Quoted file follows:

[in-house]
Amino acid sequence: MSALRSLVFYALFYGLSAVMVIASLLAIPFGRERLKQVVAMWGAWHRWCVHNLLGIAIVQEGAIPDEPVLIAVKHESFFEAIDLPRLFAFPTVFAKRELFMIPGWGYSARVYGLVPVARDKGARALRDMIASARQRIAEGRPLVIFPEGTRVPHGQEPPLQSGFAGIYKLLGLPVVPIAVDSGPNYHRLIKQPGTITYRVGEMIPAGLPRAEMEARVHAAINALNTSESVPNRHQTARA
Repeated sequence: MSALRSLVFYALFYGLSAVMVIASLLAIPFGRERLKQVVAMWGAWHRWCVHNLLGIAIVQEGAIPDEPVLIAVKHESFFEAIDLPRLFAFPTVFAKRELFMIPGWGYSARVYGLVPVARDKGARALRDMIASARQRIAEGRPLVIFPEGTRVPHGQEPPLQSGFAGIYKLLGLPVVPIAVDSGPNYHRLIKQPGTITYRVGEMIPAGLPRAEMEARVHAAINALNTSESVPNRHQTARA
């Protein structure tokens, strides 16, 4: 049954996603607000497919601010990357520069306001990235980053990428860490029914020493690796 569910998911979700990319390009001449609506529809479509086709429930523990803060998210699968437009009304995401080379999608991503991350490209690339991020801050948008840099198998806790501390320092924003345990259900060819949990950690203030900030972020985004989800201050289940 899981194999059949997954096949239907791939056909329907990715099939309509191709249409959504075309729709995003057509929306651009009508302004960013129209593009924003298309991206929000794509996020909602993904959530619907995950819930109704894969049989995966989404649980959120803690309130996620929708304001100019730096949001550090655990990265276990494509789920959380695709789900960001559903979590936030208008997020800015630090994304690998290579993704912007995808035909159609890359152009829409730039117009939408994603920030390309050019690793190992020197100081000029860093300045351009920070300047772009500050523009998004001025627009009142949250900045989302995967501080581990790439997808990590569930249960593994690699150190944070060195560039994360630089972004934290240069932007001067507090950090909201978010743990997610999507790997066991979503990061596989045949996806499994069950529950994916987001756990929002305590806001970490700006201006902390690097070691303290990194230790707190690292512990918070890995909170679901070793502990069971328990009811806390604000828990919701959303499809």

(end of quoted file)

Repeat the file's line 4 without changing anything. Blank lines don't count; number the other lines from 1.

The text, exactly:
């Protein structure tokens, strides 16, 4: 049954996603607000497919601010990357520069306001990235980053990428860490029914020493690796 569910998911979700990319390009001449609506529809479509086709429930523990803060998210699968437009009304995401080379999608991503991350490209690339991020801050948008840099198998806790501390320092924003345990259900060819949990950690203030900030972020985004989800201050289940 899981194999059949997954096949239907791939056909329907990715099939309509191709249409959504075309729709995003057509929306651009009508302004960013129209593009924003298309991206929000794509996020909602993904959530619907995950819930109704894969049989995966989404649980959120803690309130996620929708304001100019730096949001550090655990990265276990494509789920959380695709789900960001559903979590936030208008997020800015630090994304690998290579993704912007995808035909159609890359152009829409730039117009939408994603920030390309050019690793190992020197100081000029860093300045351009920070300047772009500050523009998004001025627009009142949250900045989302995967501080581990790439997808990590569930249960593994690699150190944070060195560039994360630089972004934290240069932007001067507090950090909201978010743990997610999507790997066991979503990061596989045949996806499994069950529950994916987001756990929002305590806001970490700006201006902390690097070691303290990194230790707190690292512990918070890995909170679901070793502990069971328990009811806390604000828990919701959303499809």